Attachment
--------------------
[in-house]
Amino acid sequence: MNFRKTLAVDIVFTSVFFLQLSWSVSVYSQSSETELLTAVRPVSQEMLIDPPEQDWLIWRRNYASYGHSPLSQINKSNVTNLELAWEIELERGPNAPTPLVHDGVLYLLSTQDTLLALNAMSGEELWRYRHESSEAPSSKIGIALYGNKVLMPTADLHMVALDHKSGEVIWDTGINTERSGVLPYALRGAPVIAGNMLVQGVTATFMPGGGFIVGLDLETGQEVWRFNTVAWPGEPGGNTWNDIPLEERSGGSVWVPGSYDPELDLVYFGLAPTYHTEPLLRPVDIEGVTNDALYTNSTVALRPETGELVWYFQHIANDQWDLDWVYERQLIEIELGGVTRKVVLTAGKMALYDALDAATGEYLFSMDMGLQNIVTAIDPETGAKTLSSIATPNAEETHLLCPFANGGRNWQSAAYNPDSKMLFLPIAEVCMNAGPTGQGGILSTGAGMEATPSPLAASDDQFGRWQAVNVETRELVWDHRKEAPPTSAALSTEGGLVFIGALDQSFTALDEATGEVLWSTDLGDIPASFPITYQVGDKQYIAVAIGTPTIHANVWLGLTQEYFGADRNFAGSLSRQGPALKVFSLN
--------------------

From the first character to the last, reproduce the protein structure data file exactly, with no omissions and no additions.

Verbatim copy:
[in-house]
Amino acid sequence: MNFRKTLAVDIVFTSVFFLQLSWSVSVYSQSSETELLTAVRPVSQEMLIDPPEQDWLIWRRNYASYGHSPLSQINKSNVTNLELAWEIELERGPNAPTPLVHDGVLYLLSTQDTLLALNAMSGEELWRYRHESSEAPSSKIGIALYGNKVLMPTADLHMVALDHKSGEVIWDTGINTERSGVLPYALRGAPVIAGNMLVQGVTATFMPGGGFIVGLDLETGQEVWRFNTVAWPGEPGGNTWNDIPLEERSGGSVWVPGSYDPELDLVYFGLAPTYHTEPLLRPVDIEGVTNDALYTNSTVALRPETGELVWYFQHIANDQWDLDWVYERQLIEIELGGVTRKVVLTAGKMALYDALDAATGEYLFSMDMGLQNIVTAIDPETGAKTLSSIATPNAEETHLLCPFANGGRNWQSAAYNPDSKMLFLPIAEVCMNAGPTGQGGILSTGAGMEATPSPLAASDDQFGRWQAVNVETRELVWDHRKEAPPTSAALSTEGGLVFIGALDQSFTALDEATGEVLWSTDLGDIPASFPITYQVGDKQYIAVAIGTPTIHANVWLGLTQEYFGADRNFAGSLSRQGPALKVFSLN